This is an idea that I have been pushing for quite a while and this is focused on providing alternate transport options which are affordable. It would be making use of existing infrastructure. It’s something that will help decongest the city. It will help surrounding districts – the farmers, the students… Even people who want to live in Bangalore may want to set up a clinic in Bangarapet and come back at night, because the transportation issue has been resolved. Even you can possibly expand Citizen Matters to the entire region.
What are your expectations from the new Railway budget? Are there any support signals you have been getting from Sadananda Gowda, who happens to be from your constituency, as well as your community?
(Laughs). Yes, we have reached out to him for the commuter rail. There has been a petition a few weeks ago and he is supportive of the project. So I’m confident, I’m hoping there will be some movement on that front.
Otherwise railways are in absolute need of modernisation and anything and everything that will improve safety. There is always a tragedy where a life is lost or a train is derailed. I hope we will not see possibly wasteful expenditures like bullet trains – that’s not something that we need at the moment. I think what we probably need is more connectivity. If you look at the example of Durontos, the non-stop train between stations that Mamata Banerjee has introduced, it has not been so successful. So I’m not sure there’s a market for these bullet trains. Somebody who flies from Bangalore to Delhi, is unlikely to spend one day on a train.
How are you looking to spend your MPLAD fund? Will it be via citizens’ participation?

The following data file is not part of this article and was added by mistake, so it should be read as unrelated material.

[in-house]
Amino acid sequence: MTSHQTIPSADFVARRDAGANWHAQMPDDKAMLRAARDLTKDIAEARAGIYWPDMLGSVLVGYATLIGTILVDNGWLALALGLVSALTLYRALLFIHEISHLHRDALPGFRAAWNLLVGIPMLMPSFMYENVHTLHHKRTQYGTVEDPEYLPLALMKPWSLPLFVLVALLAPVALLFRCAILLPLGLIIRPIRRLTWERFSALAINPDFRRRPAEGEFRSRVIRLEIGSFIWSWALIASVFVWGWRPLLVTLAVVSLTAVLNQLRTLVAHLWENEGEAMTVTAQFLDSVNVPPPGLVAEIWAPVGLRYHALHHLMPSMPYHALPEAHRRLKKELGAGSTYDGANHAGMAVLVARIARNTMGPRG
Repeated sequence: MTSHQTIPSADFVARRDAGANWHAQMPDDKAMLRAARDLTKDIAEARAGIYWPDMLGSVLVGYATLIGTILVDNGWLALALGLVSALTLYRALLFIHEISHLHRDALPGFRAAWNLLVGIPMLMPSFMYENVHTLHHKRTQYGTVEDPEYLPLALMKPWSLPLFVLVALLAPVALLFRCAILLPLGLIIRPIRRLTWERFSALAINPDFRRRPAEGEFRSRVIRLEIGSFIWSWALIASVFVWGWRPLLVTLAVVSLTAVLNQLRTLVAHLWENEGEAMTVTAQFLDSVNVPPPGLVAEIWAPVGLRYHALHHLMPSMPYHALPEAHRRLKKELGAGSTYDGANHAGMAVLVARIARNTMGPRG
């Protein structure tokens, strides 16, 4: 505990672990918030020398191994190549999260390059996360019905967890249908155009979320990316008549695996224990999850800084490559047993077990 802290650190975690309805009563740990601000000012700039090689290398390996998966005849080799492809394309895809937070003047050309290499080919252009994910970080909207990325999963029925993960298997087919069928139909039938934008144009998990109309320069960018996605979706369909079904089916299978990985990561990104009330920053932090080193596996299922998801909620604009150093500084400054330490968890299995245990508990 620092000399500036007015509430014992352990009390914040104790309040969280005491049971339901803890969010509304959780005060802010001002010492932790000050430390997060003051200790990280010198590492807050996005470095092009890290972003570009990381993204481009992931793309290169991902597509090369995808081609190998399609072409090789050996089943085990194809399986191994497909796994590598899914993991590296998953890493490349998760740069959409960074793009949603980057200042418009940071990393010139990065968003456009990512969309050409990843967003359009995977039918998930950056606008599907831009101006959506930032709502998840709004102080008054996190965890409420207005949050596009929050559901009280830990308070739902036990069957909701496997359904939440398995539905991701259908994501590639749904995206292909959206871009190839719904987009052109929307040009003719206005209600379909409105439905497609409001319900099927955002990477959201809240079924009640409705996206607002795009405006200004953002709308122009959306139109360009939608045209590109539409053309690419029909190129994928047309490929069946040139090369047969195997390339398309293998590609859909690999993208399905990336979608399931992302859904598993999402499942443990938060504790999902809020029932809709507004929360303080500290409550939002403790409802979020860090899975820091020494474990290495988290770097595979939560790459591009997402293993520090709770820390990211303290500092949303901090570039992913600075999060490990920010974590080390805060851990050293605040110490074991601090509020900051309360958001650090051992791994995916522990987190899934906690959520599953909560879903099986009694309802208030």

I would welcome citizens’ input in terms of priority setting. I am yet to figure out the details – what’s allowed, what’s not allowed. I am also exploring if company CSR funds can be utilised – for example, I bring a certain amount of money, and somebody else brings some more, we might be able to leverage these resources, as a trigger for much larger, matching grants. I need to know what the rules are before I can make grand plans.
What inspired you to form a group like Bengaluru Needs You and what has been the response so far?
Well, the response has been terrific. Bangalore has many challenges. People have given up on the city and we needed to break out of that sense of apathy and hopelessness by demonstrating that citizens can take the lead. We can join hands and make a difference, rather than pointing fingers and creating a toxic atmosphere. That’s what we tried to do and we have succeeded in making a good start.
How can somebody become a member of the group?
They can write to me and I will take it forward from there.
What initiatives will you be supporting citizens in, what causes will you be rooting for?
Infrastructure, environment-related issues, education – these are a couple of the big ones.
Will you continue to lecture at IIMB?
Given a chance, I would. But I am not a professor there anymore, I have resigned.
Now that you will be based out of Delhi, how do you plan to balance your time with you family?
(Laughs). My family will certainly not be moving, they are based out of Bangalore. I will have to come back as much as I can.
Do you currently have an office in Bangalore? How can people reach you?